With Juristat, you can now track how much your individual examiner end-loads (waits until the end of the quarter to do an inordinate amount of work) and how the probability of them granting an allowance changes (positively or negatively) at the end of the quarter due to this procrastination.
In order to measure examiner end-loading and likelihood of issuing an allowance at the end of the quarter, we've added new fields to our Examiner Reports:
- End-loading Rate
- OA Success Rate
- End-loading OA Success Rate Change
To access this information, search for your examiner's name in the main search bar:
Click on your examiner's name to access the examiner report. Once you've accessed the examiner report, scroll midway down the report to see the examiner's end-loading metrics:
Read on for more information about what these metrics mean and how we calculate them!
End-Loading Metrics Definitions
We define an examiner’s end-loading rate as the percentage of i) notices of allowance (NOAs) and ii) adverse office actions completed by the examiner in the last 3 weeks of the quarter minus 3/13ths.
Let’s unpack all of those factors. First, we count the number of office actions (OAs) – specifically, NOAs, non-final rejections, final rejections, Ex parte Quayles, and restriction requirements – to track the work completed by the examiner on each day.
Second, we isolate work completed in the last 3 weeks in the quarter because, based on our analysis of the last 5 years of prosecution data, those are the weeks where we see the biggest spikes in OAs.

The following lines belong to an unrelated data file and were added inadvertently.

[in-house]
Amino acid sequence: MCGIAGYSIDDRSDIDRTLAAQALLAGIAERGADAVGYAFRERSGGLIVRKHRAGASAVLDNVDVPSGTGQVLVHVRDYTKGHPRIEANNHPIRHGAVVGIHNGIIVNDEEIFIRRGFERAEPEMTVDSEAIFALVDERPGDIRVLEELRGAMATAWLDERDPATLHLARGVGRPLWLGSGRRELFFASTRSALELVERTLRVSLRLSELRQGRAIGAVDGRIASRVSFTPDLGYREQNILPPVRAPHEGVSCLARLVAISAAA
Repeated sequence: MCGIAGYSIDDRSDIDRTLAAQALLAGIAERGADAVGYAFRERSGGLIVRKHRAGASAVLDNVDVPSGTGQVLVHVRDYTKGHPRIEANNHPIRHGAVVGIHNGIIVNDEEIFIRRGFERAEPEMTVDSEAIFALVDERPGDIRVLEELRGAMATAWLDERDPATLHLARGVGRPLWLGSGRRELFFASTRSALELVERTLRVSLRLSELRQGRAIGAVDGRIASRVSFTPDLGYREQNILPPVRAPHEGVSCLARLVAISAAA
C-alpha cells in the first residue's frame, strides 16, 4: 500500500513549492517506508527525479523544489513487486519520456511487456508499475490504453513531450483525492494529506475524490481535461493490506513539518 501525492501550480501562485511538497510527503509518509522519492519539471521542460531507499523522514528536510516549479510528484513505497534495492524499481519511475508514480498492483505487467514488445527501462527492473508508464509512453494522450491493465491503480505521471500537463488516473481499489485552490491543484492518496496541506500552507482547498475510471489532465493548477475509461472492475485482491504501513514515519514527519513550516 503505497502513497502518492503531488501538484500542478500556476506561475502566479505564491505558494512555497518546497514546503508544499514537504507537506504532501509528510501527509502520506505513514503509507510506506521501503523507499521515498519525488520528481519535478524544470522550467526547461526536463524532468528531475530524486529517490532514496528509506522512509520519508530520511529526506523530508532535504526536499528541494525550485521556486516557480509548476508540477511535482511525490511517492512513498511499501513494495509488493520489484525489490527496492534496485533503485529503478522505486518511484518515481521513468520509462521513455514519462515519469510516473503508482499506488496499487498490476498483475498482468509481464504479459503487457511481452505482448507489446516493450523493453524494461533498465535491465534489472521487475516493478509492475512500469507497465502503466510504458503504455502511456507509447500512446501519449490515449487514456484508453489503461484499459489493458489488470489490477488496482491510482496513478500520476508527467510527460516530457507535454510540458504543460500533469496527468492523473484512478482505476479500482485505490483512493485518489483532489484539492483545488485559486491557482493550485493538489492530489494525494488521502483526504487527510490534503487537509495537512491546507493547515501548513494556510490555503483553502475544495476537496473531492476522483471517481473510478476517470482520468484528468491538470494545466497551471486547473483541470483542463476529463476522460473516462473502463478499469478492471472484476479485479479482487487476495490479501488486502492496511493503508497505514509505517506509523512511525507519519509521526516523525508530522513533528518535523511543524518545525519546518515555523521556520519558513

Finally, we subtract 3/13ths from the OAs completed in the last three weeks of a quarter, since we would expect an examiner who is guilty of zero end-loading to file 3/13ths of their OAs in the last 3 weeks of a 13-week quarter.
OA Success Rate
An examiner's OA success rate is defined as the number of allowances they issue as a ratio of the total office actions they issued.
An examiner that had 10 NOAs and 6 adverse office actions has a OA success rate of 62.5% based on the formula: (10 / (10+6)). Thus, an examiner with a OA success rate of 100% only files NOAs, while another examiner with a OA success rate of 0% never files NOAs.
Note that OA success rate is not equivalent to Juristat’s allowance rate, as OA success rate measures NOAs / Total OAs, whereas allowance rate measures NOAs / (NOA + ABN). Since we’re trying to measure only examiner behavior, and examiners don’t control when abandonments are filed, we use the examiner's OA success rate here.
End-loading OA Success Rate Change
This metric looks specifically at how an examiner's OA success rate changes in the last three weeks of a quarter.
To calculate end-loading OA success rate change, we measure the average OA success rate for an examiner in the last three weeks of each quarter over the last 3 years and subtract their average quarterly OA success rate over the same period. For those who prefer math formulas, it looks like this:
As such, an examiner with a highly negative end-loading OA success rate change becomes much harder at the end of a quarter, issuing fewer NOAs as a percentage of total OAs. Conversely, an examiner with a highly positive end-loading OA success rate change is much easier during the last three weeks of a quarter.
For more information on examiner analytics, check our our help content on Patent Prosecution with Juristat!